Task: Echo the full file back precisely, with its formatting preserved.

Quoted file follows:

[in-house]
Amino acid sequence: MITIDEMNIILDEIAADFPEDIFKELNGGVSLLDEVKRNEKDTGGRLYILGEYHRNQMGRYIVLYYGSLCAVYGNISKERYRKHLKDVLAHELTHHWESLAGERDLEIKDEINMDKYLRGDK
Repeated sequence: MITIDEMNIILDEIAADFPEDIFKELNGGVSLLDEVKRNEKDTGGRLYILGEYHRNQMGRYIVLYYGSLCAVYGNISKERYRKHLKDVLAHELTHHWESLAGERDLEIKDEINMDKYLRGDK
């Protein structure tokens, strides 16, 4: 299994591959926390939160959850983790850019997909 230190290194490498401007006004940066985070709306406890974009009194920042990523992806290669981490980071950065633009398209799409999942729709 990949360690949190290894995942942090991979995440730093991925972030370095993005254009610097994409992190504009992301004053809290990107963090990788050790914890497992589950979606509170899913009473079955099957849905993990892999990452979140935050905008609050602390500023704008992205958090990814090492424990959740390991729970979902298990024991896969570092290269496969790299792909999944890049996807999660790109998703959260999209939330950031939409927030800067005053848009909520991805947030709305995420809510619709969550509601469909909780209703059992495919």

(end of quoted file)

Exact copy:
[in-house]
Amino acid sequence: MITIDEMNIILDEIAADFPEDIFKELNGGVSLLDEVKRNEKDTGGRLYILGEYHRNQMGRYIVLYYGSLCAVYGNISKERYRKHLKDVLAHELTHHWESLAGERDLEIKDEINMDKYLRGDK
Repeated sequence: MITIDEMNIILDEIAADFPEDIFKELNGGVSLLDEVKRNEKDTGGRLYILGEYHRNQMGRYIVLYYGSLCAVYGNISKERYRKHLKDVLAHELTHHWESLAGERDLEIKDEINMDKYLRGDK
């Protein structure tokens, strides 16, 4: 299994591959926390939160959850983790850019997909 230190290194490498401007006004940066985070709306406890974009009194920042990523992806290669981490980071950065633009398209799409999942729709 990949360690949190290894995942942090991979995440730093991925972030370095993005254009610097994409992190504009992301004053809290990107963090990788050790914890497992589950979606509170899913009473079955099957849905993990892999990452979140935050905008609050602390500023704008992205958090990814090492424990959740390991729970979902298990024991896969570092290269496969790299792909999944890049996807999660790109998703959260999209939330950031939409927030800067005053848009909520991805947030709305995420809510619709969550509601469909909780209703059992495919």